China's President Xi Jinping. Photo: KHAM / AFP / Getty Images)

China's economy has been booming for decades but, after steady declines since 2010, the rate of year-on-year growth actually ticked back up in 2017, to 6.9% from 6.7% in 2016, per Reuters.

Why it matters: The increase beat expectations, and came as China was "also engineering a significant slowdown in credit growth, after years in which economists have warned about risks building from years of aggressive credit stimulus," per the FT, which anticipates China will have a difficult time keeping up that pace in 2018.

Fixed asset-investment growth was weak last year, but exports grew faster than they had in 4 years, making up for that drop. Private sector investment rose last year as well.

And yet there remain a few wild cards:

  • Growth might slow this year since pollution policies might hurt industry, the government is trying to limit credit, and firms will face higher costs when borrowing, per Reuters.
  • Trade with the U.S. — Trump has been weighing tariffs on steel and aluminum, and just yesterday Trump told Reuters the U.S. would be adding a “fine” over China’s intellectual property theft. The U.S. trade deficit with China grew last year.
  • The reliability of China’s economic data is uncertain since local government officials in China are assessed based on their local economies’ performance. As the NYT’s Keith Brasher writes, “Officials in far-flung regions are admitting their numbers are wrong. And outside experts crunching the data have come up with different — and usually weaker — results.”

Go deeper

Updated 10 mins ago - Politics & Policy

Coronavirus dashboard

Illustration: Sarah Grillo/Axios

  1. Global: Total confirmed cases as of 11:30 a.m. ET: 30,557,899 — Total deaths: 952,981— Total recoveries: 20,822,644Map.
  2. U.S.: Total confirmed cases as of 11:30 a.m. ET: 6,730,304 — Total deaths: 198,679 — Total recoveries: 2,556,465 — Total tests: 93,150,052Map.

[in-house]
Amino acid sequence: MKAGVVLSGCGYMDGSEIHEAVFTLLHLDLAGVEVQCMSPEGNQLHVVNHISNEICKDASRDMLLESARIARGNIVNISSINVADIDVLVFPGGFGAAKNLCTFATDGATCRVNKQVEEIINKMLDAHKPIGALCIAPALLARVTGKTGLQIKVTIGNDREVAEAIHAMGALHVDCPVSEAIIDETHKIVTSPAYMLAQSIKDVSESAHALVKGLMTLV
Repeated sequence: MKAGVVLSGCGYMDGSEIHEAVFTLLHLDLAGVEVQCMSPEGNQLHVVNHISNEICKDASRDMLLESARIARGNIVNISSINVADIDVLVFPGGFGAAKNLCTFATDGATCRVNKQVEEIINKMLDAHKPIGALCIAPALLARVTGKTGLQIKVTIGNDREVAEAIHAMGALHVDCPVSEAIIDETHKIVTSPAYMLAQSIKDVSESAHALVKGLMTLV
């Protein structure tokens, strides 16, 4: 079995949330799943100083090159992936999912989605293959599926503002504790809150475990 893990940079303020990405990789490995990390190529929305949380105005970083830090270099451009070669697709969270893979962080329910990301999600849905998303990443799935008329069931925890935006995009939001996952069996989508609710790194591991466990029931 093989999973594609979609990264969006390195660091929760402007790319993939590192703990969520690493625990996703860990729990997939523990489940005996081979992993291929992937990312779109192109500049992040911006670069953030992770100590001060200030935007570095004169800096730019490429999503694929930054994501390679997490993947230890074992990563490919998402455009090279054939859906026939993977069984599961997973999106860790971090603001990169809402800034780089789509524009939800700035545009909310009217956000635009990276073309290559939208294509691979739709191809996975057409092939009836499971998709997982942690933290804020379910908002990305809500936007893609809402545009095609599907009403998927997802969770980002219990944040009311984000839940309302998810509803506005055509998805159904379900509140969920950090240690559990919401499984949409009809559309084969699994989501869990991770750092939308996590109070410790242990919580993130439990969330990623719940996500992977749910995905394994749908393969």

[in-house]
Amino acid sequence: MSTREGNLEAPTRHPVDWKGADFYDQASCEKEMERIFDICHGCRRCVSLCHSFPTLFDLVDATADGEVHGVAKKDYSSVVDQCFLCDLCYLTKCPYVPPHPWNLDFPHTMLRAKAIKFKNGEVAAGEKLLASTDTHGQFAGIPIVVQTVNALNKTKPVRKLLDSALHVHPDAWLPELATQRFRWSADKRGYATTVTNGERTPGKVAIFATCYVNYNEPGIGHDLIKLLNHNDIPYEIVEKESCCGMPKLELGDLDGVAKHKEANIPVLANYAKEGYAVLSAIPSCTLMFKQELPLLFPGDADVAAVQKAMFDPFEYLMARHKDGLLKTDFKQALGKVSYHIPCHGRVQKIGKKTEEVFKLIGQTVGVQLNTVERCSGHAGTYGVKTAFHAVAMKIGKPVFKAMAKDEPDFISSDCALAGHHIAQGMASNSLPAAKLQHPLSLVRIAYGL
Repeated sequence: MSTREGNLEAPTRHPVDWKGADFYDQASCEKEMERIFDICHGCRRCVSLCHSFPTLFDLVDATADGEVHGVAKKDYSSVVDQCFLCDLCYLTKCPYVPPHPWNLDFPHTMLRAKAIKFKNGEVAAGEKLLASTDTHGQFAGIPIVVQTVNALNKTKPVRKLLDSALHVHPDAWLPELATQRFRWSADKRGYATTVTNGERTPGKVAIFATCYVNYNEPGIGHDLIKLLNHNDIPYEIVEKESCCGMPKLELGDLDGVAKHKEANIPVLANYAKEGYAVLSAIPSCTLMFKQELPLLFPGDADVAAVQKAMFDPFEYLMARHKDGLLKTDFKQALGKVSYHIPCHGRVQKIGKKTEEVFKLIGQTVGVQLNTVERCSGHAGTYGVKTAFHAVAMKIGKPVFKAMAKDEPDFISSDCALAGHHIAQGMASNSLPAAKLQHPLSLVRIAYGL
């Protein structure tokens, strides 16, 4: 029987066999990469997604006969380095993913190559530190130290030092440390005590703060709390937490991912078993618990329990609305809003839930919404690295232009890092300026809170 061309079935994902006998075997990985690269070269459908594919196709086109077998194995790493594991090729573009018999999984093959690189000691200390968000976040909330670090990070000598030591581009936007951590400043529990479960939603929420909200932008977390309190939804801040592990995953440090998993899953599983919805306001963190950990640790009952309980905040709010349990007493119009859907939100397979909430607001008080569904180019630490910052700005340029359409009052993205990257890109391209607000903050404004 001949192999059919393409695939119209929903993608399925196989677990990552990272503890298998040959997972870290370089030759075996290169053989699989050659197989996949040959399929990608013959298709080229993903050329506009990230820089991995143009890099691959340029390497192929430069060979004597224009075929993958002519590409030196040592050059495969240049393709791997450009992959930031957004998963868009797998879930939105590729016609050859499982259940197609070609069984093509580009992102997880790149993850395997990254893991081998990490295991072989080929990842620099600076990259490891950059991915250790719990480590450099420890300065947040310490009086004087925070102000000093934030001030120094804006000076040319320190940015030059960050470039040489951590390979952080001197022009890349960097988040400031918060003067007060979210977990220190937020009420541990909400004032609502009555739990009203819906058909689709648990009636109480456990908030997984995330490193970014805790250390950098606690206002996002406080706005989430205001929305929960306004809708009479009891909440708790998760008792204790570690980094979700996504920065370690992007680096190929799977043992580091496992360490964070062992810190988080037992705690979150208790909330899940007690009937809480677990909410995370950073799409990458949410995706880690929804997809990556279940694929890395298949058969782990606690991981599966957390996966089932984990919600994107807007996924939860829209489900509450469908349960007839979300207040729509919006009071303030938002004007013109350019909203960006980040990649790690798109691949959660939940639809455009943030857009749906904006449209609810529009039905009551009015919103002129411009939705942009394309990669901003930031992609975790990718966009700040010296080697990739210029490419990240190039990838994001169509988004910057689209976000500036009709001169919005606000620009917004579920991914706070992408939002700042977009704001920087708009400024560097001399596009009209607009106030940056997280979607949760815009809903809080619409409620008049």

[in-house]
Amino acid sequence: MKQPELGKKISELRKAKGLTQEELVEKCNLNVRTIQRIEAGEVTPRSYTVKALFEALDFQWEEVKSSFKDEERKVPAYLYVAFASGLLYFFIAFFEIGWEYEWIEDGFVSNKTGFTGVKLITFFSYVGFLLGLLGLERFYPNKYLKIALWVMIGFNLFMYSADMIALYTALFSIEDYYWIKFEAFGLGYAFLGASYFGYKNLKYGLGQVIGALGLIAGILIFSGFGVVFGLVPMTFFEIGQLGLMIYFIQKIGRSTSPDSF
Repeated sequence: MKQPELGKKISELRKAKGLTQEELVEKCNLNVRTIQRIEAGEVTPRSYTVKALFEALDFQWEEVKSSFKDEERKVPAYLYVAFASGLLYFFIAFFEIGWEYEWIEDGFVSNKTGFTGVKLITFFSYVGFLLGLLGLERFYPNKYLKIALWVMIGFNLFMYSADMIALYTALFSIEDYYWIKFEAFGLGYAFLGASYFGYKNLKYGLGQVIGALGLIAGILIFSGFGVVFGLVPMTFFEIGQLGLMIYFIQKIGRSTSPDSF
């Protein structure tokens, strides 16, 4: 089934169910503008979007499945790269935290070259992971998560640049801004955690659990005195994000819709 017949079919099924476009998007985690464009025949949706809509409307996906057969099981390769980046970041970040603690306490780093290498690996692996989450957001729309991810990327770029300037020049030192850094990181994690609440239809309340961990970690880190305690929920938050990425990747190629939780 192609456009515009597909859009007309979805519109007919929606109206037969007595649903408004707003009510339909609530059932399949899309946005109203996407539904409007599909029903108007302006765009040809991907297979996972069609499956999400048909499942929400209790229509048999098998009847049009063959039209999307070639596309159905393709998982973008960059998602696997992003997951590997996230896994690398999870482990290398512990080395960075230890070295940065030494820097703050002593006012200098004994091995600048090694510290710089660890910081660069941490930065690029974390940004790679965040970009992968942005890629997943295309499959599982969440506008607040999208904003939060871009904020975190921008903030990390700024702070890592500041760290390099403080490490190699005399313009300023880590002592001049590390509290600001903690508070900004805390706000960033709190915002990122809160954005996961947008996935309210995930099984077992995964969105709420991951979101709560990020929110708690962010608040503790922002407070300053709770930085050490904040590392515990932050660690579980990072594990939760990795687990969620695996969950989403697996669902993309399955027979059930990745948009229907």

3. Politics: In reversal, CDC again recommends coronavirus testing for asymptomatic people.
  4. Health: The dwindling chances of eliminating COVID-19 — Massive USPS face mask operation called off — How the American diet worsens COVID-19.
  5. Business: Unemployment drop-off reverses course 1 million mortgage-holders fall through safety net.
  6. Education: At least 42% of school employees are vulnerable.
  7. World: Guatemalan president tests positive for COVID-19.

Trump says Republicans have an "obligation" to fill Ginsburg's seat

President Trump. Photo: Stephen Maturen/Getty Images

President Trump wrote in a tweet Saturday morning that Republicans have an "obligation" to fill Justice Ruth Bader Ginsburg's seat on the Supreme Court following her death Friday.

What he's saying: "We were put in this position of power and importance to make decisions for the people who so proudly elected us, the most important of which has long been considered to be the selection of United States Supreme Court Justices," the president said, tagging the Republican Party. "We have this obligation, without delay!"

Hundreds gather to pay tribute to Justice Ruth Bader Ginsburg along Supreme Court steps

Photo: Alex Brandon/AP

At the Supreme Court steps Friday night hundreds of people gathered to pay tribute to Justice Ruth Bader Ginsburg — singing in a candlelight vigil, with some in tears.

Details: If there is a singular mood at the Supreme Court tonight, it’s some kind of a daze manifested by silence.